A living room is a place in a home that is supposed to be for family time, bonding and watching television, but men’s obsession for football lately is making the living room become a war zone between couples.
With their husbands’ eyes and souls glued to the television screen displaying a football match, would wives agree to share the attention of their men with football?
How do wives cope with husbands who are football fanatics? When a match is lost, how do wives cope with its effect on their husbands?
Football is a game which engages every soul interested in it, with its suspense, disappointments, shock, failure, success and at last, victory. Do wives accept to bear this cross?
The News Agency of Nigeria (NAN) on Monday spoke with some women in Lagos metropolis to get their feelings about this.
Mrs Theresa Adelusi, an agricultural engineer, and mother of four, said her husband loves football after God.
“If you want to serve food to my husband when he is watching football, he will say no. He gives total attention to that football that he is watching. He doesn’t give attention to anyone.
Adelusi said that the mood of the house depends on her husband’s favorite club.
“If Chelsea loses a match, the whole house will feel the impact. But if they win, ask for anything and he will give you.
“Sometimes I wonder how rich he would be if he got paid for his dedication, and my question, why should a happy moment in my household be determined by the result of a football team?” she said.
Mrs Catherine Bamgbose, CEO, Tulips Beauty Glow and mother of one, said her husband gives much attention to football and hates being disturbed when watching football.
“If you disturb my husband when watching a match, he doesn’t mind, he switches his phone on and watches it online.
“That is the only time I get to serve him any food of my choice and he doesn’t pay enough attention to complain.
“He loves football to the extent that he won’t eat for hours if his favorite club, Barcelona, loses,” she said.
According to Mrs Gloria Ndubuisi, a lawyer and a mother of four, her husband watches football with so much passion as if his life depends on it.
“In the beginning of our marriage, it caused lots of problems. Sometimes, when there’s power outage, he would fuel the generator with a part of the children’s school fees to watch a match and I will be bitter.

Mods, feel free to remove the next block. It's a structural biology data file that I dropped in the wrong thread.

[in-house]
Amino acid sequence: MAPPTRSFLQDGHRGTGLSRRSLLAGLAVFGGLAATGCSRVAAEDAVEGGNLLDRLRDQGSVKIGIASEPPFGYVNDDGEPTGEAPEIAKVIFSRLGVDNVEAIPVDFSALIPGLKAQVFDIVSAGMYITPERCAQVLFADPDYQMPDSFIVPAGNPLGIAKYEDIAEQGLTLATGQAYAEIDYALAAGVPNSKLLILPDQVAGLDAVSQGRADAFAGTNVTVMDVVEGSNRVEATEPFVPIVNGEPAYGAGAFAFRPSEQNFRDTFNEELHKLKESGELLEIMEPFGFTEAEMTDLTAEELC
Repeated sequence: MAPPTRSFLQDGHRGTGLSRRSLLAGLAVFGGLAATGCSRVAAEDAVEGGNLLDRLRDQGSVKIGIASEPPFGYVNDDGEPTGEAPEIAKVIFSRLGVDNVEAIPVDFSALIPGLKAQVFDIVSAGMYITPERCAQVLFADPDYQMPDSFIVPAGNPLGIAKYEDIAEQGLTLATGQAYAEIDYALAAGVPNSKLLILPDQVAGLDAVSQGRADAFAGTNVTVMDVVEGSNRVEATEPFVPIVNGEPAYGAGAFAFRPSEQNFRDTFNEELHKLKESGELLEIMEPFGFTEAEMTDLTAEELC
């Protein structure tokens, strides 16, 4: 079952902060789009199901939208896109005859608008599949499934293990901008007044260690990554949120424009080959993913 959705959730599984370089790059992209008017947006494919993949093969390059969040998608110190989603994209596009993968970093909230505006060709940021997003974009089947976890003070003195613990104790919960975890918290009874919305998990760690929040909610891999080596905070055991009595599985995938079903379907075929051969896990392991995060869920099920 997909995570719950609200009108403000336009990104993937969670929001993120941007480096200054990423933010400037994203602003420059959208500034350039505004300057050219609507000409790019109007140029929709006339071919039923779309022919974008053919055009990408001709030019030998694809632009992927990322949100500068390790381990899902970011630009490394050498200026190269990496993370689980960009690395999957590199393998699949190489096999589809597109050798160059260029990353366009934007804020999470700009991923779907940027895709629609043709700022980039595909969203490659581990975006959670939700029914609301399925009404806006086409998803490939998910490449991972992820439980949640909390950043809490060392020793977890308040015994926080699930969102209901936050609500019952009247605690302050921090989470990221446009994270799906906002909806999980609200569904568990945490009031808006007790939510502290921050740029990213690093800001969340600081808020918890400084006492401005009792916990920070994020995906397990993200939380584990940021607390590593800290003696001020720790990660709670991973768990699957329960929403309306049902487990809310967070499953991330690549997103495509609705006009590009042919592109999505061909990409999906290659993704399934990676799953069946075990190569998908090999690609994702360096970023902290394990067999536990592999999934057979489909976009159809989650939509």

“There was even a time he slapped our eldest daughter for changing the channel to Zee world. It was a horrible experience,” she said.
Mrs Lynda Essien, a business woman and a mother of one, said her husband hates it when someone changes the channel while he’s watching a football match.
“My husband becomes moody when his favourite club, Manchester United, loses a match. But he comes around after some time,” she said.
For Mrs Martha Orakwe, a teacher and a mother of six, her husband’s weakest point is football.
“My husband’s Achilles heel is football. He is very collected and gentle but when it comes to football, I don’t recognise him and get his attention anymore,” she said.
Orakwe said that her husband not only watches a football match on television but also listens to the commentaries on radio,even while driving.
“I remember a time my husband’s favourite club Chelsea lost a match. He heard this from the commentary on radio and we almost had an accident that day,” she said.
Mrs Funmi Adekunle, a businesswoman and mother of two, said that she had no choice but love football because of her husband’s obsession for the game and to avoid conflict in her home.
“My husband is more than a football lover. I decided to join him and be a football fan than to be fighting with him over the television remote,” she said.
Adekunle advised wives to give up the fight over the remote or channels and join their husbands to watch and love the game.
“Football is a game that binds people together. It brings together different nations, tribes, colour, races, and even religion. This is the same game that will bring your family together.” she advised.
However, some men, in their reactions told NAN that watching football helped them ease their stress and temporarily makes them forget their daily challenges.
Mr Sola Adeleke, a civil servant, told NAN that most men watch football for excitement.
“As a man, there are lots of challenges we face daily, but the thought of watching your club play brings excitement; I don’t think men do this thing to spite their wives.
“A match either at home or at bar with a chill drink relaxes the body, I stopped following a particular club because of several failures from them, so these days I just enjoy quality football and rest,” he said.
Mr Ikenna Ofem, told NAN that the battle for television remote when he is watching his favourite club play, made him buy a dual view decoder.
“With this, I can be in my room to watch my favourite sport channels without disturbance, while the rest of the family watch their favourite channels in the living room.
“It was expensive getting another TV and running the whole package but it was worth it, it was almost becoming a tug of war in my household,” he said. (NAN)